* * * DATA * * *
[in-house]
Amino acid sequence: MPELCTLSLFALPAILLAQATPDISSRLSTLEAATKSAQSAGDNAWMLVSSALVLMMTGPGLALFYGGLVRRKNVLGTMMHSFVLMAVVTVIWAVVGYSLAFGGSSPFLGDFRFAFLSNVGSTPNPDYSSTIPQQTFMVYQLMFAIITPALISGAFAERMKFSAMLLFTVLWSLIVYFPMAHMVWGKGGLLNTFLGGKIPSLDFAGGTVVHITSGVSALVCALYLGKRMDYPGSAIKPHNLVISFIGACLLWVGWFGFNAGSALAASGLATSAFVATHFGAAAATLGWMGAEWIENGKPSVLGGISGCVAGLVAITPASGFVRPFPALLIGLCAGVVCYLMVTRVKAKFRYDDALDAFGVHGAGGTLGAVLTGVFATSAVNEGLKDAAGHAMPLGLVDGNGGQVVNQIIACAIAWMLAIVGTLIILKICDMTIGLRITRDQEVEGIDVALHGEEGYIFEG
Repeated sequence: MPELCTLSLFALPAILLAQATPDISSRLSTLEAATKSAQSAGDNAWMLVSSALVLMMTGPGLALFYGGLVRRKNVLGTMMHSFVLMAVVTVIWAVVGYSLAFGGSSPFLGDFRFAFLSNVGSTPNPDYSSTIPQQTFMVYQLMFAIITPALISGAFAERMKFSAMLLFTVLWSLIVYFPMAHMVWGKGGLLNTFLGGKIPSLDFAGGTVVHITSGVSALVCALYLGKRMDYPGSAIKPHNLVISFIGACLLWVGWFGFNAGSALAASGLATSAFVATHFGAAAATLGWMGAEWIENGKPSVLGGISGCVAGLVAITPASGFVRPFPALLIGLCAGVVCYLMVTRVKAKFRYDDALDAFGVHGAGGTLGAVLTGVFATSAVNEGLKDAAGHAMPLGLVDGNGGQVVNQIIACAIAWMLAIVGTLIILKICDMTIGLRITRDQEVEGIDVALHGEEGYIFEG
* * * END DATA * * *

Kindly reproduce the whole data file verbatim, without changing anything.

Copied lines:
[in-house]
Amino acid sequence: MPELCTLSLFALPAILLAQATPDISSRLSTLEAATKSAQSAGDNAWMLVSSALVLMMTGPGLALFYGGLVRRKNVLGTMMHSFVLMAVVTVIWAVVGYSLAFGGSSPFLGDFRFAFLSNVGSTPNPDYSSTIPQQTFMVYQLMFAIITPALISGAFAERMKFSAMLLFTVLWSLIVYFPMAHMVWGKGGLLNTFLGGKIPSLDFAGGTVVHITSGVSALVCALYLGKRMDYPGSAIKPHNLVISFIGACLLWVGWFGFNAGSALAASGLATSAFVATHFGAAAATLGWMGAEWIENGKPSVLGGISGCVAGLVAITPASGFVRPFPALLIGLCAGVVCYLMVTRVKAKFRYDDALDAFGVHGAGGTLGAVLTGVFATSAVNEGLKDAAGHAMPLGLVDGNGGQVVNQIIACAIAWMLAIVGTLIILKICDMTIGLRITRDQEVEGIDVALHGEEGYIFEG
Repeated sequence: MPELCTLSLFALPAILLAQATPDISSRLSTLEAATKSAQSAGDNAWMLVSSALVLMMTGPGLALFYGGLVRRKNVLGTMMHSFVLMAVVTVIWAVVGYSLAFGGSSPFLGDFRFAFLSNVGSTPNPDYSSTIPQQTFMVYQLMFAIITPALISGAFAERMKFSAMLLFTVLWSLIVYFPMAHMVWGKGGLLNTFLGGKIPSLDFAGGTVVHITSGVSALVCALYLGKRMDYPGSAIKPHNLVISFIGACLLWVGWFGFNAGSALAASGLATSAFVATHFGAAAATLGWMGAEWIENGKPSVLGGISGCVAGLVAITPASGFVRPFPALLIGLCAGVVCYLMVTRVKAKFRYDDALDAFGVHGAGGTLGAVLTGVFATSAVNEGLKDAAGHAMPLGLVDGNGGQVVNQIIACAIAWMLAIVGTLIILKICDMTIGLRITRDQEVEGIDVALHGEEGYIFEG